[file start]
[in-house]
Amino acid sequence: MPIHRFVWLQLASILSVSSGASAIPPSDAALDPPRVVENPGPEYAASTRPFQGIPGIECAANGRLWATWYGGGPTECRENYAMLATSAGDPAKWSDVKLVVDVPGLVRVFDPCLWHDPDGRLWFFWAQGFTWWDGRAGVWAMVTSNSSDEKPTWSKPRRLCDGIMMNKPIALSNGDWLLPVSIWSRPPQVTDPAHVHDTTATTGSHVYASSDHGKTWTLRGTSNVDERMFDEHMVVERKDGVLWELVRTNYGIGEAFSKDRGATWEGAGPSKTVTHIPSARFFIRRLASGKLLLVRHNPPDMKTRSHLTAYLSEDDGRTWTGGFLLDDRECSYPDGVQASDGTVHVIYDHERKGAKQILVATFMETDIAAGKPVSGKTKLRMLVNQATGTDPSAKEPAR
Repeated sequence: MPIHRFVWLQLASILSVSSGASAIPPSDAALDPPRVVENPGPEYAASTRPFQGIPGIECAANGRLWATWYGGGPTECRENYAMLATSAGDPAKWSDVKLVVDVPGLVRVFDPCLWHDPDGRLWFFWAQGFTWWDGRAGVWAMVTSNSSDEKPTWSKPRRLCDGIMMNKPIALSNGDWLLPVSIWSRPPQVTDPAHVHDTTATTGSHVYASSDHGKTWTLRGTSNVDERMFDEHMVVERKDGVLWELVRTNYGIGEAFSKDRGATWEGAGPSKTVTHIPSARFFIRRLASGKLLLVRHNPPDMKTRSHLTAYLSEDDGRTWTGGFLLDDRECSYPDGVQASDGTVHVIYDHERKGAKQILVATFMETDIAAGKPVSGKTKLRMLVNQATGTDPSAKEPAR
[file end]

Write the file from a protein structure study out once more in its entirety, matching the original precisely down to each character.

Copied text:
[in-house]
Amino acid sequence: MPIHRFVWLQLASILSVSSGASAIPPSDAALDPPRVVENPGPEYAASTRPFQGIPGIECAANGRLWATWYGGGPTECRENYAMLATSAGDPAKWSDVKLVVDVPGLVRVFDPCLWHDPDGRLWFFWAQGFTWWDGRAGVWAMVTSNSSDEKPTWSKPRRLCDGIMMNKPIALSNGDWLLPVSIWSRPPQVTDPAHVHDTTATTGSHVYASSDHGKTWTLRGTSNVDERMFDEHMVVERKDGVLWELVRTNYGIGEAFSKDRGATWEGAGPSKTVTHIPSARFFIRRLASGKLLLVRHNPPDMKTRSHLTAYLSEDDGRTWTGGFLLDDRECSYPDGVQASDGTVHVIYDHERKGAKQILVATFMETDIAAGKPVSGKTKLRMLVNQATGTDPSAKEPAR
Repeated sequence: MPIHRFVWLQLASILSVSSGASAIPPSDAALDPPRVVENPGPEYAASTRPFQGIPGIECAANGRLWATWYGGGPTECRENYAMLATSAGDPAKWSDVKLVVDVPGLVRVFDPCLWHDPDGRLWFFWAQGFTWWDGRAGVWAMVTSNSSDEKPTWSKPRRLCDGIMMNKPIALSNGDWLLPVSIWSRPPQVTDPAHVHDTTATTGSHVYASSDHGKTWTLRGTSNVDERMFDEHMVVERKDGVLWELVRTNYGIGEAFSKDRGATWEGAGPSKTVTHIPSARFFIRRLASGKLLLVRHNPPDMKTRSHLTAYLSEDDGRTWTGGFLLDDRECSYPDGVQASDGTVHVIYDHERKGAKQILVATFMETDIAAGKPVSGKTKLRMLVNQATGTDPSAKEPAR